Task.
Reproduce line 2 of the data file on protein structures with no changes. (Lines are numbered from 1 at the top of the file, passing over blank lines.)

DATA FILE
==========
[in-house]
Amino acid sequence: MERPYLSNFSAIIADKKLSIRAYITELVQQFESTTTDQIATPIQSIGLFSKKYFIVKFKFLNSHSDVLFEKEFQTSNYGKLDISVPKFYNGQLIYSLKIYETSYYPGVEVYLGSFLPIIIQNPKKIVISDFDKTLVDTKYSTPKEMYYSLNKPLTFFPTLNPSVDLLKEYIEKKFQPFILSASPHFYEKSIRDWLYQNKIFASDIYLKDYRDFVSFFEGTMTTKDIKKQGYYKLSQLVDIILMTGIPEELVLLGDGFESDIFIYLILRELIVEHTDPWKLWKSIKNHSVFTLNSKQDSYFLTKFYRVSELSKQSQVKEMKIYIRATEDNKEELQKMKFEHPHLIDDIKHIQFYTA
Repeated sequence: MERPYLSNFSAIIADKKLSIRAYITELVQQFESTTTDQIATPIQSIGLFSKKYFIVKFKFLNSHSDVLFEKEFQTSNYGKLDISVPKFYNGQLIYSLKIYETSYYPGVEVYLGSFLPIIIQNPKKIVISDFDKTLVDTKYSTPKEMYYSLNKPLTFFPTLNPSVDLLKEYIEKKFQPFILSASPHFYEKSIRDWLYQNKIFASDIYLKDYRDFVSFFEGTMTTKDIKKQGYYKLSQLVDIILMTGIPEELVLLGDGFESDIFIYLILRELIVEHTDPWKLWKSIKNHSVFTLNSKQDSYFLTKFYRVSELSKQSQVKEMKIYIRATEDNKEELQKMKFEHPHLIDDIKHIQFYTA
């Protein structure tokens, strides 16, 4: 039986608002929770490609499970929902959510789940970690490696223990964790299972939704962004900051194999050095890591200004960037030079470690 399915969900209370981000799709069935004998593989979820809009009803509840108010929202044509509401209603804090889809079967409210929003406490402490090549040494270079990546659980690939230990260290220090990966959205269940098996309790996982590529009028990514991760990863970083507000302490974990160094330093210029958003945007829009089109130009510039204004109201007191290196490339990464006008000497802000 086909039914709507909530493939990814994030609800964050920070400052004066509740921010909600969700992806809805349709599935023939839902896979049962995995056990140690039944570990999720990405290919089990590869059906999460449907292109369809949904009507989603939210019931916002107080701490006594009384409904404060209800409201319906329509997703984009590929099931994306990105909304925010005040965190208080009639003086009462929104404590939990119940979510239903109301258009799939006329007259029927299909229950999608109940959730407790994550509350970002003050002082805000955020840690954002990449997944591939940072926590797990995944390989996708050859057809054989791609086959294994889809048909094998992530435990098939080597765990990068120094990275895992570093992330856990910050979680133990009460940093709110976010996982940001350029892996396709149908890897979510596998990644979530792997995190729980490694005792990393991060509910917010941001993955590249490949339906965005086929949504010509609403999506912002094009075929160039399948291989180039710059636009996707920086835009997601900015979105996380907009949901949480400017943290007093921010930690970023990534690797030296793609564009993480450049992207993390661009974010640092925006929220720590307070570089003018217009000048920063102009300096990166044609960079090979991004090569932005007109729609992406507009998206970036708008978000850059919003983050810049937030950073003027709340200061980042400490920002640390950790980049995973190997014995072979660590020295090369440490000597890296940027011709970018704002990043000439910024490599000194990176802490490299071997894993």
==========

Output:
Amino acid sequence: MERPYLSNFSAIIADKKLSIRAYITELVQQFESTTTDQIATPIQSIGLFSKKYFIVKFKFLNSHSDVLFEKEFQTSNYGKLDISVPKFYNGQLIYSLKIYETSYYPGVEVYLGSFLPIIIQNPKKIVISDFDKTLVDTKYSTPKEMYYSLNKPLTFFPTLNPSVDLLKEYIEKKFQPFILSASPHFYEKSIRDWLYQNKIFASDIYLKDYRDFVSFFEGTMTTKDIKKQGYYKLSQLVDIILMTGIPEELVLLGDGFESDIFIYLILRELIVEHTDPWKLWKSIKNHSVFTLNSKQDSYFLTKFYRVSELSKQSQVKEMKIYIRATEDNKEELQKMKFEHPHLIDDIKHIQFYTA